Thursday, March 21, 2013

1st Angelus as Pope (5th Sunday of Lent)

Brothers and sisters, good day!....

On this fifth Sunday of Lent, the Gospel presents the episode of the woman caught in adultery, who Jesus saves from being condemned to death. The emphasis of Jesus is striking: we don't hear words of disrespect, we don't hear words of condemnation but only words of love, of mercy, inviting us to conversion. "Neither do I condemn you: go and sin no more!" Eh! Brothers and sisters, the face of God is that of a merciful father, an ever-patient one. Have you thought of God's patience, the patience that he has for each of us? That's his mercy. He's always patient, patient with us; he understands us, approaches us, he never tires of forgiving us if we know to turn to him with a contrite heart. "Great is the mercy of God," says the Psalmist.
In these days, I've been able to read a book by a Cardinal – Cardinal Kasper, an on-the-ball theologian, a good theologian – on mercy. And I thought it was really good, this book, but don't think that I'm plugging the books of my cardinals! It isn't so! But it was really good, really good.... Cardinal Kasper said that to feel mercy, this word changes everything. It's better that we can feel it: it changes the world. A little mercy makes the world less cold and more just. We need to understand this mercy of God, this merciful Father who has so much patience... Let us remember the prophet Isaiah, who said that even if our sins might be as scarlet, the love of God will make them white as snow. It's beautiful, this mercy! I remember, when I was [an auxiliary] bishop, in 1992 [the pilgrim statue of] Our Lady of Fatima came to Buenos Aires and a great Mass took place for the sick. I went to hear confessions at this Mass, and at the end of it I got up to administer the anointing of the sick. And an old woman came to me – humble, very humble, over-80 woman. I looked at her and told her: "Grandma – because for us that's what we call the elderly – nonna: do you want to go to confession?" "Yes," she told me." [I said] "But if you haven't sinned...." And she said to me: "We've all sinned." "But maybe the Lord doesn't forgive them" [I said]. "The Lord forgives everyone," she said: surely. "But how do you know that, ma'am?" "If the Lord didn't forgive everything, the world wouldn't exist." I wanted to ask her: "Tell me, ma'am, did you study at the Gregorian?," because that's the wisdom only the Holy Spirit gives: the inner wisdom on the mercy of God. Let's not forger this word: God never, ever gets tired of forgiving us! "Eh, padre, what's the problem?" Eh, the problem is that we get tired, we don't want to, we get tired of asking forgiveness. He never gets tired of forgiving, but we at times, we get tired of asking forgiveness. May we never tire, let us never tire of it! He's the loving Father who always forgives, who has a heart of mercy for all of us. And even we can learn to be merciful with others. Let us ask the intercession of Our Lady, who held in her arms the Mercy of God made man....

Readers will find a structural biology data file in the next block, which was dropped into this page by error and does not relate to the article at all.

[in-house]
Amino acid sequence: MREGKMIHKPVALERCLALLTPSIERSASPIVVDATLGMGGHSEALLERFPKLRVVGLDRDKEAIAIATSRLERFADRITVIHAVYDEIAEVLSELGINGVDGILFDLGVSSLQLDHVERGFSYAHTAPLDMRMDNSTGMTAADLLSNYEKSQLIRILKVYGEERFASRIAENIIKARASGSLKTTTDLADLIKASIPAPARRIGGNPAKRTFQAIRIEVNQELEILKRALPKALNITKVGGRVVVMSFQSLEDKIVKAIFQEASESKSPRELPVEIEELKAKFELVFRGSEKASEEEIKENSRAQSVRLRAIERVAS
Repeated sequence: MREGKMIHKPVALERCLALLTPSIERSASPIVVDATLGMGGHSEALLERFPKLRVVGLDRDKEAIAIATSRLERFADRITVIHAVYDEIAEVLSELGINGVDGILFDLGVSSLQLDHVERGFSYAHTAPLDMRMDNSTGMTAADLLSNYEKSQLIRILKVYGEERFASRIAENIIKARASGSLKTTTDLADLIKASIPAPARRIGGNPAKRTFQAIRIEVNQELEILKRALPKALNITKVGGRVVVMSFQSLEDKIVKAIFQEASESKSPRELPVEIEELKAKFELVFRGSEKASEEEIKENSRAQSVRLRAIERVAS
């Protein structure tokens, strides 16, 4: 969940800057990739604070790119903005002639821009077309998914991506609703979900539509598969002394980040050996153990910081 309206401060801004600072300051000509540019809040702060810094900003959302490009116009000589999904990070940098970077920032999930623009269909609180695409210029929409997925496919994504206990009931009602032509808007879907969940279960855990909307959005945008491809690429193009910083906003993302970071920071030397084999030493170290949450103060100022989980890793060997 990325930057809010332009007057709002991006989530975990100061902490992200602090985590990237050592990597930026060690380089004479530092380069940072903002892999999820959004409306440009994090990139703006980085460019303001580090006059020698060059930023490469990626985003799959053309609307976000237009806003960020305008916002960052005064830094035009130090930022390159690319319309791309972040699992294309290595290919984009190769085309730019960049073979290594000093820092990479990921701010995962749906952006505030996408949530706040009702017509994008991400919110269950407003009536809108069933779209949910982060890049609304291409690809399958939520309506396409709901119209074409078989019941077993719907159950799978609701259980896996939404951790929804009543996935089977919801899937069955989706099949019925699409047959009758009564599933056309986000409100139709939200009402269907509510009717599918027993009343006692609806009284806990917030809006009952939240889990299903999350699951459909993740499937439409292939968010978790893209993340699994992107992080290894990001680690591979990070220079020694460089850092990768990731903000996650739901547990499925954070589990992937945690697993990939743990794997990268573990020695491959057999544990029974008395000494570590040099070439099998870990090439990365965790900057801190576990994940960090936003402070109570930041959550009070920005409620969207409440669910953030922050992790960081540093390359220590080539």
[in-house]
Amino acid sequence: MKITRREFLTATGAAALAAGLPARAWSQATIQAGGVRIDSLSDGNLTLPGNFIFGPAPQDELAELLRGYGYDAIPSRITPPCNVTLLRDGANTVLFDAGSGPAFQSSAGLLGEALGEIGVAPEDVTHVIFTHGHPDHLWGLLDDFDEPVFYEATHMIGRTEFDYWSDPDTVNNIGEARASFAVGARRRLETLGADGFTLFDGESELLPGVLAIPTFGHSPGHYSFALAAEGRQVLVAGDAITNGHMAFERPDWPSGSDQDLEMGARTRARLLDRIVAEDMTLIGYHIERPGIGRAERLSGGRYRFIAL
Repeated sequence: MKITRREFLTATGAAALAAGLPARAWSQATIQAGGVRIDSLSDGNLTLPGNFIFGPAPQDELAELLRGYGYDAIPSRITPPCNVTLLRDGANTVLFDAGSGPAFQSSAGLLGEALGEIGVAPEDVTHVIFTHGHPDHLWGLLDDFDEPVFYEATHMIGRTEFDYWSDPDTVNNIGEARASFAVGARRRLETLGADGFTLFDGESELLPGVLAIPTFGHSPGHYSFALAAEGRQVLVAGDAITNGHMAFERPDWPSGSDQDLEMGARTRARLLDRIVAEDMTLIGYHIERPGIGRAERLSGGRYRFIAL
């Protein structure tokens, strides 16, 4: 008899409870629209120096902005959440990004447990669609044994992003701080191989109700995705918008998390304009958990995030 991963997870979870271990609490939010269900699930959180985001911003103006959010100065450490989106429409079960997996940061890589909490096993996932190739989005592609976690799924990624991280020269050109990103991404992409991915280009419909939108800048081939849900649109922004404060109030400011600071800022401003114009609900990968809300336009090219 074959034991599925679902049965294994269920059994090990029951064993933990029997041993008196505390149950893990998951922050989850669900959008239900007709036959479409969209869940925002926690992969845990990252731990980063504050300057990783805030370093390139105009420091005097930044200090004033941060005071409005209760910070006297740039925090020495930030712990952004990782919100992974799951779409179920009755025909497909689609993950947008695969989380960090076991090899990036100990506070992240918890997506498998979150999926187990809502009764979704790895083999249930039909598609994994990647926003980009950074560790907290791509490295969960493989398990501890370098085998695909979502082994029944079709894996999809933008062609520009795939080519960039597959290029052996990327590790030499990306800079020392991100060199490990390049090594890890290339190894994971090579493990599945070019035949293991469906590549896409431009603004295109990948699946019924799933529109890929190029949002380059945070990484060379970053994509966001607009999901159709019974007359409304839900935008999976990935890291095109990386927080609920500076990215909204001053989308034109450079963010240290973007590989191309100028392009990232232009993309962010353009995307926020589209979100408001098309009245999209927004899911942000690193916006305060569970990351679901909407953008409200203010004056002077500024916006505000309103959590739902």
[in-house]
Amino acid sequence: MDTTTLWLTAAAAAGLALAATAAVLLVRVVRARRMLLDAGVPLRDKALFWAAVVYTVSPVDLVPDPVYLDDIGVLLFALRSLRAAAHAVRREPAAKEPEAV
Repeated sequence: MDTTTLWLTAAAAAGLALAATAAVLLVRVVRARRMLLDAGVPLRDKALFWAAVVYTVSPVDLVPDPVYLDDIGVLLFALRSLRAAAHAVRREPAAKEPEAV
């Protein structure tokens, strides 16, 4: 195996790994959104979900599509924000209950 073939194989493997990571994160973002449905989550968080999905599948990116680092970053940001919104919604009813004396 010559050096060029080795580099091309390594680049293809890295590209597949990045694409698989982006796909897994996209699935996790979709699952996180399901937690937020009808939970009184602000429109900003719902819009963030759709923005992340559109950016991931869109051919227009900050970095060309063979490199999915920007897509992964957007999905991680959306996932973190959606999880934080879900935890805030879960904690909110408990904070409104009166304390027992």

I offer a heartfelt greeting to all you pilgrims. Thanks for your welcome and your prayers. Pray for me, I beg you. I renew my embrace to the faithful of Rome, and I extend it to all of you, who come from every part of Italy and the world, as well as the many who're with us by the means of communication. I chose the name of the Patron of Italy, St Francis of Assisi, and this reinforces my spiritual link with this land where – as you know – my family has its origins. But Jesus has called us to be part of a new family: his church, in this family of God, walking together on the way of the Gospel. May the Lord bless you and the Madonna keep you in her care. And don't forget this: the Lord never gets tired of forgiveness! We're the ones who get tired of asking for it.
Happy Sunday – have a great lunch!

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